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Mr. Morgan's Library & Study    1 | 2 | 3 | 4 | 5 | 6 | 7 | 8 | 9

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1906: Mr. Morgan's Library and Study

1928: A Public Institution

2006: The Renzo Piano Expansion and Renovation
  Rotunda image

Rotunda ceiling
The Rotunda paintings
The three lunette paintings over the Rotunda's main entrance and the doors to the Library and Study are compositionally but not thematically derived from Pinturicchio's decorations for the Borgia apartments in the Vatican (ca. 1492–94). They are a tribute to the great literary epochs of the past and to the authors whose work defined them. Like the ceiling roundels, the lunettes were executed on canvas in the artist's studio and then affixed to the surfaces of the room.

Antiquity (on the east, above the door to Mr. Morgan's Library): Epic Poetry represents the literature of antiquity. At the center, Calliope, the Muse of Epic Poetry, is flanked by Homer and Orpheus, the son of Calliope and Apollo. The figural groupings on either side symbolize the Iliad and the Odyssey: on the left, Thetis arms Archilles in the presence of Athena; on the right, Circe offers the poisoned drink to Odysseus, who is warned by Hermes.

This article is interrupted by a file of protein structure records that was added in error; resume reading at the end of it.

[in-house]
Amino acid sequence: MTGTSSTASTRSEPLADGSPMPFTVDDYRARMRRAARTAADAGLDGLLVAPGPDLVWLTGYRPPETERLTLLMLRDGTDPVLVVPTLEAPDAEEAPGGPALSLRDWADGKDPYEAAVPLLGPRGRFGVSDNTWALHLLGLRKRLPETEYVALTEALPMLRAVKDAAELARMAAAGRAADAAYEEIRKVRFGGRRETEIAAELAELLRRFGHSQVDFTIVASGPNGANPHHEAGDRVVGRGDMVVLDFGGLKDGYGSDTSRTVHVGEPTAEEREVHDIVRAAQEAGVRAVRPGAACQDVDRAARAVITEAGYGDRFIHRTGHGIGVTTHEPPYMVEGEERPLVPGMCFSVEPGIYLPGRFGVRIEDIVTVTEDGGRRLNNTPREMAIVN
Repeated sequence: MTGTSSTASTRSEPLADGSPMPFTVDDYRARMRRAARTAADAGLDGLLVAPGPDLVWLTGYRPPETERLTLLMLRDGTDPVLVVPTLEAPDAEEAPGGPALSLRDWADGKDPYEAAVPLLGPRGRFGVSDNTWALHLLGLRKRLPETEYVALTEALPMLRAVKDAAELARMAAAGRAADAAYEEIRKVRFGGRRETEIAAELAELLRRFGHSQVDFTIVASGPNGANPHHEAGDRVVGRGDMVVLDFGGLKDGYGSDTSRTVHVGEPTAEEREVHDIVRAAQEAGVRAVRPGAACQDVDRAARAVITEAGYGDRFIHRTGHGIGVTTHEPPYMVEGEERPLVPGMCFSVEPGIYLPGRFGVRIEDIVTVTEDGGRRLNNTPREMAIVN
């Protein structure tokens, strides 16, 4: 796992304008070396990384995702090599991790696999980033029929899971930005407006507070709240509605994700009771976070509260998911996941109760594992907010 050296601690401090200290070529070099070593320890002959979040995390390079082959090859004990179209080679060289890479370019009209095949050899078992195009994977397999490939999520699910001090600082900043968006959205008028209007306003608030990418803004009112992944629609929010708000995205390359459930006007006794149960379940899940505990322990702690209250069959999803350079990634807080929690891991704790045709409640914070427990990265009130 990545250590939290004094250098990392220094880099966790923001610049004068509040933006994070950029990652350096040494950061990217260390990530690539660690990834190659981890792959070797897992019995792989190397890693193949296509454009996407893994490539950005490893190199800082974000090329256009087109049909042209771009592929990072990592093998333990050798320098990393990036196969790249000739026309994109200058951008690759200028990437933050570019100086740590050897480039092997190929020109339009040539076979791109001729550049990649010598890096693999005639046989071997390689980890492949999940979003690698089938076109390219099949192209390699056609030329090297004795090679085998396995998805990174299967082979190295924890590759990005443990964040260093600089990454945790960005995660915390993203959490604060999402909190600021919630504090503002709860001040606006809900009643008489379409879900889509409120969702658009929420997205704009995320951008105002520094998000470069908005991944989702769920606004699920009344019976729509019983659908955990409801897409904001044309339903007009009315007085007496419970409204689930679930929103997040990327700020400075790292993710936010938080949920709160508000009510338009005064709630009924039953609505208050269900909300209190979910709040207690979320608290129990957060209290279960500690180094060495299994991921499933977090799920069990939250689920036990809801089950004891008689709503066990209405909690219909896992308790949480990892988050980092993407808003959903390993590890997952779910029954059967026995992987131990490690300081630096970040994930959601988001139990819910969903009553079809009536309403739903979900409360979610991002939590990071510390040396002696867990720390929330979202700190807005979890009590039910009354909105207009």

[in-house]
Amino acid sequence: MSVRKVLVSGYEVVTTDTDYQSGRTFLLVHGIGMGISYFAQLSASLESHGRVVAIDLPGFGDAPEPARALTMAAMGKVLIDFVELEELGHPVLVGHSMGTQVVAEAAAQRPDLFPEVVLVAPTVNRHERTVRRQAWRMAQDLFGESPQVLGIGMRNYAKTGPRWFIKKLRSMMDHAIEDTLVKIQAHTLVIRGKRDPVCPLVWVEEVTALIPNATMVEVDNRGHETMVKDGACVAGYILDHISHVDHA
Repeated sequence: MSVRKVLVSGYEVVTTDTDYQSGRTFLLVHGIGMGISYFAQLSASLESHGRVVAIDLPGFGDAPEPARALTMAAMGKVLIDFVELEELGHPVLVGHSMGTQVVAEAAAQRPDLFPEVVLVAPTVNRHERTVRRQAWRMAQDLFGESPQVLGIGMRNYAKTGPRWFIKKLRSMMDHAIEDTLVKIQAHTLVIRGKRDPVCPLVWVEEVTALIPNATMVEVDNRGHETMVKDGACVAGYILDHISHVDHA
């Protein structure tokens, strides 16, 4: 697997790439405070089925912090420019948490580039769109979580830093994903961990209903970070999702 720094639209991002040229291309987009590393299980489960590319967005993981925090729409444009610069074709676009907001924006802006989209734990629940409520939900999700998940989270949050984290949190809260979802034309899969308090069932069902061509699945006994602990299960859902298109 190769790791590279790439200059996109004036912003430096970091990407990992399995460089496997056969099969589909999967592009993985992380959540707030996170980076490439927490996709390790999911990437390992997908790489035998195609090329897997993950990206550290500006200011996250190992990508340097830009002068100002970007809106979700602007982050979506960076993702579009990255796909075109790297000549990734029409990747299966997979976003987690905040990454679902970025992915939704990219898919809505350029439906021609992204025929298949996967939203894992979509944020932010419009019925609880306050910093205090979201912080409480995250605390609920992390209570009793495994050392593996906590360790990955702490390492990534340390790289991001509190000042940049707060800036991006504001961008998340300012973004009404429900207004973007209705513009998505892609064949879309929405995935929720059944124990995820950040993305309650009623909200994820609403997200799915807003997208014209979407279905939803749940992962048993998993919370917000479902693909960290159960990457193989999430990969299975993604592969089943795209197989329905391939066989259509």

The Middle Ages (on the south, above the original entrance): The Middle Ages are characterized by Arthurian romance and Dante's Divine Comedy. King Arthur and Beatrice, Dante's beloved, flank the central altar upon which burns the sacred flame. At the left are members of King Arthur's court, Tristan and Isolde (in the corner), and Queen Guinevere and Lancelot. Next to Beatrice, Dante and Virgil converse on the right. In the right corner, Paolo reads to Francesca da Rimini of the illicit first kiss of Guinevere and Lancelot, the passage that was to lead to their own adulterous love and consignment to the Inferno.

The Renaissance (on the west, leading to Mr. Morgan's Study): Erato, the Muse of Lyric and Amorous Poetry, is flanked by Torquato Tasso and Francesco Petrarch, their loves and literary creations. The left side of the lunette is devoted to Tasso's Jerusalem Delivered, picturing its protagonist, Godfrey of Bouillon, and his squire, Siger; Tancred and Rinaldo, the crusaders; and Tasso himself with Leonora d'Este. Petrarch and Laura dominate the right side of the lunette with Laura's husband, Hughes de Sade; in the background is Avignon, where Petrarch first beheld Laura.

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The programs of The Morgan Library & Museum are made possible with public funds from the New York City Department of Cultural Affairs in partnership with the City Council, and by the New York State Council on the Arts with the support of Governor Andrew Cuomo and the New York State Legislature.

Background images: Photography by Todd Eberle unless otherwise noted. © 2006 Todd Eberle.